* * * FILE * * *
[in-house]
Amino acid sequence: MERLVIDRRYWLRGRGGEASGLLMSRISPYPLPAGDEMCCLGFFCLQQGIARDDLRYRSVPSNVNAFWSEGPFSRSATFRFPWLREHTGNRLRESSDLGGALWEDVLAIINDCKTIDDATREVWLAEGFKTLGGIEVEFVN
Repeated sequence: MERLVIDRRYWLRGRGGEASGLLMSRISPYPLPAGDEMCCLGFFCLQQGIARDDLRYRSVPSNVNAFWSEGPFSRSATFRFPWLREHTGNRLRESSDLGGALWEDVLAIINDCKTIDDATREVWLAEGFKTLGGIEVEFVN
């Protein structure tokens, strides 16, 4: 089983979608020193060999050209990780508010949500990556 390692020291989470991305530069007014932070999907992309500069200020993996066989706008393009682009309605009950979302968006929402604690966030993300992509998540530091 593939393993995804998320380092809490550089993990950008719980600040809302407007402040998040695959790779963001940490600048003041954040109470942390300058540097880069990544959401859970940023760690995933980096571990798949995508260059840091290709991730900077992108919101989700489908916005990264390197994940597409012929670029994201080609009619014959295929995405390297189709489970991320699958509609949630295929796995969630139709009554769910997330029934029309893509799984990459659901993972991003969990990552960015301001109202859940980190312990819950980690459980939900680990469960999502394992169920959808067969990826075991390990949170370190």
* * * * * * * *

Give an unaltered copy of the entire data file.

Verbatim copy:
[in-house]
Amino acid sequence: MERLVIDRRYWLRGRGGEASGLLMSRISPYPLPAGDEMCCLGFFCLQQGIARDDLRYRSVPSNVNAFWSEGPFSRSATFRFPWLREHTGNRLRESSDLGGALWEDVLAIINDCKTIDDATREVWLAEGFKTLGGIEVEFVN
Repeated sequence: MERLVIDRRYWLRGRGGEASGLLMSRISPYPLPAGDEMCCLGFFCLQQGIARDDLRYRSVPSNVNAFWSEGPFSRSATFRFPWLREHTGNRLRESSDLGGALWEDVLAIINDCKTIDDATREVWLAEGFKTLGGIEVEFVN
């Protein structure tokens, strides 16, 4: 089983979608020193060999050209990780508010949500990556 390692020291989470991305530069007014932070999907992309500069200020993996066989706008393009682009309605009950979302968006929402604690966030993300992509998540530091 593939393993995804998320380092809490550089993990950008719980600040809302407007402040998040695959790779963001940490600048003041954040109470942390300058540097880069990544959401859970940023760690995933980096571990798949995508260059840091290709991730900077992108919101989700489908916005990264390197994940597409012929670029994201080609009619014959295929995405390297189709489970991320699958509609949630295929796995969630139709009554769910997330029934029309893509799984990459659901993972991003969990990552960015301001109202859940980190312990819950980690459980939900680990469960999502394992169920959808067969990826075991390990949170370190």